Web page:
For more on college sports, follow Pete DiPrimio via Twitter at www.twitter.com/pdiprimio
BLOOMINGTON – Will Coursen-Carr will get it back. Indiana baseball coach Tracy Smith insists he doesn't doubt that. Today's pitching struggles will become tomorrow's successes.
The No. 13 Hoosiers' College World Series prospects might very well depend on it.
“He'll get it back,” Smith says of the former South Side standout. “I've said this before, he's pitched in some of the biggest games in the history of this program, and not just pitched in them, but succeeded.”
“He'll get it back.”
Last spring's postseason dominance -- Coursen-Carr won the clinching games in the Big Ten tournament, the NCAA regional in Bloomington and the NCAA Super Regional in Tallahassee -- became this season's inconsistency. Coursen-Carr was projected as the No. 3 starter, and pitched his way into irrelevance.
That was a problem when IU was at full pitching strength. Now that starter Kyle Hart (torn elbow ligament) and closer Ryan Halstead (knee) are out for the season, the Hoosiers need their remaining best pitchers pitching their best.
Coursen-Carr at his best is one of the Big Ten's most formidable pitchers. It wasn't a fluke when he went 5-0 last season with a Big Ten-leading 1.93 earned run average to make the All-Big Ten freshman team.
This season's numbers aren't bad -- 2-2 overall with a 3.12 ERA, 1-0 with a 0.73 ERA in the Big Ten. But he has 21 strikeouts and 22 walks, and has only pitched more than five innings in a game once. Since getting hit hard in his first start against Texas Tech (five runs, seven hits in 4.1 innings), he hasn't given up more than two earned runs, but Smith expects more, needs more, demands more.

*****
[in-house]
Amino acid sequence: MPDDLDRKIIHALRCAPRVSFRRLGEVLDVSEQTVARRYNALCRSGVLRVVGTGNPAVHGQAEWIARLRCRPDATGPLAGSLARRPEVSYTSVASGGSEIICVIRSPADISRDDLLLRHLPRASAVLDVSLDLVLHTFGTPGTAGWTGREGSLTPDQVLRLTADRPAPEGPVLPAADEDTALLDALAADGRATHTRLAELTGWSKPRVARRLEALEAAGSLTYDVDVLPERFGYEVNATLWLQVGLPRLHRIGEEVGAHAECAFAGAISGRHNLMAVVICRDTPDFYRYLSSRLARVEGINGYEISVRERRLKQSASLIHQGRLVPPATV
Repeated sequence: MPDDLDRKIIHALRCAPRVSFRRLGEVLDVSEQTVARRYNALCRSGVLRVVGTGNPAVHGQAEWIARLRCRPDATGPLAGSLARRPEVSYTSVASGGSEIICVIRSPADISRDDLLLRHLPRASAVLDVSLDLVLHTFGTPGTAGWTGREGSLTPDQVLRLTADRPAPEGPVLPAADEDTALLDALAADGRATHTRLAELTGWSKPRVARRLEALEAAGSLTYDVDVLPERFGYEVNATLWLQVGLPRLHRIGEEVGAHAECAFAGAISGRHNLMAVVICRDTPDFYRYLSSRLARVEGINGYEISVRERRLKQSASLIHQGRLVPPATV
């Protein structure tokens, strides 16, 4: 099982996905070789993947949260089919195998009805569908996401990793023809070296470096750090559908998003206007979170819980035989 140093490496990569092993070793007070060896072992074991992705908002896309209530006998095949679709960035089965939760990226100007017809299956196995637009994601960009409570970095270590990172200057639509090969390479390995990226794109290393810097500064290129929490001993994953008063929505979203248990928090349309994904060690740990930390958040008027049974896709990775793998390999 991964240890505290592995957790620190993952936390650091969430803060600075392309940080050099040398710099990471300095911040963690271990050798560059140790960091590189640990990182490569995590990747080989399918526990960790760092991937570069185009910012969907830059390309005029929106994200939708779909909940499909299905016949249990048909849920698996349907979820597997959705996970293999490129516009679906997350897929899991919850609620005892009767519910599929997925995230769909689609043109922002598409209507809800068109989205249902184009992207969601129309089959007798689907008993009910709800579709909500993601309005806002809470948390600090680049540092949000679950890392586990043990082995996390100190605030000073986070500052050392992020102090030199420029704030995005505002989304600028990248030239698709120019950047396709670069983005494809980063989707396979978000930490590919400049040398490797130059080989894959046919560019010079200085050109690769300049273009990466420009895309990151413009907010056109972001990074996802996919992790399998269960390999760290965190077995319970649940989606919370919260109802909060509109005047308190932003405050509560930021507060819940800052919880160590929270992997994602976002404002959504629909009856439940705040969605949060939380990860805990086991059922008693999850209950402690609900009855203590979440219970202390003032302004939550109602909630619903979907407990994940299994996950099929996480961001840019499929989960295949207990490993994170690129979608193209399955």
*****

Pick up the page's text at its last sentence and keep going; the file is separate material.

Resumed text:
The stakes are high. The Hoosiers are 26-11 with 14 wins in their last 15 games. They are 11-1 in the Big Ten and have a two-game lead entering this weekend's three-game series at second-place Illinois. Their No. 4 Ratings Percentage Index puts them in strong position to host one of the NCAA's 16 regionals if they sustain this momentum. Smith wants everyone playing to his potential, and perhaps a little bit more.
Smith hasn't liked Coursen-Carr's confidence and mindset. He pulled the lefthander after just five batters in a Sunday game against Morehead State 12 days ago, even though Coursen-Carr had gotten three of them out, including one by a strikeout. But 14 of his 23 pitches were balls, and two of them hit the backstop on the fly.
After Coursen-Carr walked the first batter of the second inning on four pitches, Smith took him out in what became an 8-7 loss.
So, for now, others have taken Coursen-Carr's place. Sullivan Stadler started Wednesday's 10-1 victory over Ball State. Brian Korte, who until last week had pitched just nine innings all season, started last Sunday's 4-1 win over Michigan State.
Overall, in the last 50 innings, IU pitchers have allowed just three earned runs. They lead the Big Ten with a 2.52 earned run average.
“We give you an opportunity,” Smith says. “What you do with that is up to you. If you're pounding the strike zone, being aggressive, that will lead to more opportunity.”
Coursen-Carr did pitch one scoreless inning of relief against Ball State, with two strikeouts. That suggests he might be on his back to earning third-starter status behind Joey DeNato and Christian Morris.
“We'll take it at his pace,” Smith says. “We don't feel we have to gamble and wonder, 'Hey, is he ready,' and potentially cost us a game.
“He has to show it in practice, then show it in practice again, then show it in mid-week. Then we'll start getting him back on track. As long as he's ready by postseason, that's when I want him. A lot of it depends on him. The good thing is, we have time.”